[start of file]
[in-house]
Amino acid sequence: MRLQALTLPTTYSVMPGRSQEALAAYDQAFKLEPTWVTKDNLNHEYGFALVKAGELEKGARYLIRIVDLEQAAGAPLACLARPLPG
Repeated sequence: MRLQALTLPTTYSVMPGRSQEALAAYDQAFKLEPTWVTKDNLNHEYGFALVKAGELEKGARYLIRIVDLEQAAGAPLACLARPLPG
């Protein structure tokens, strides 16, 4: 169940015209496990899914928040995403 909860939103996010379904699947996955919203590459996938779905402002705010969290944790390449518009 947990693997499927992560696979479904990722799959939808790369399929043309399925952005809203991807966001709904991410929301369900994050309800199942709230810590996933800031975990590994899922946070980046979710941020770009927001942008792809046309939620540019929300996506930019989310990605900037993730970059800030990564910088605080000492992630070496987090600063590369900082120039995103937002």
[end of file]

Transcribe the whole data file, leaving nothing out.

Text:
[in-house]
Amino acid sequence: MRLQALTLPTTYSVMPGRSQEALAAYDQAFKLEPTWVTKDNLNHEYGFALVKAGELEKGARYLIRIVDLEQAAGAPLACLARPLPG
Repeated sequence: MRLQALTLPTTYSVMPGRSQEALAAYDQAFKLEPTWVTKDNLNHEYGFALVKAGELEKGARYLIRIVDLEQAAGAPLACLARPLPG
């Protein structure tokens, strides 16, 4: 169940015209496990899914928040995403 909860939103996010379904699947996955919203590459996938779905402002705010969290944790390449518009 947990693997499927992560696979479904990722799959939808790369399929043309399925952005809203991807966001709904991410929301369900994050309800199942709230810590996933800031975990590994899922946070980046979710941020770009927001942008792809046309939620540019929300996506930019989310990605900037993730970059800030990564910088605080000492992630070496987090600063590369900082120039995103937002």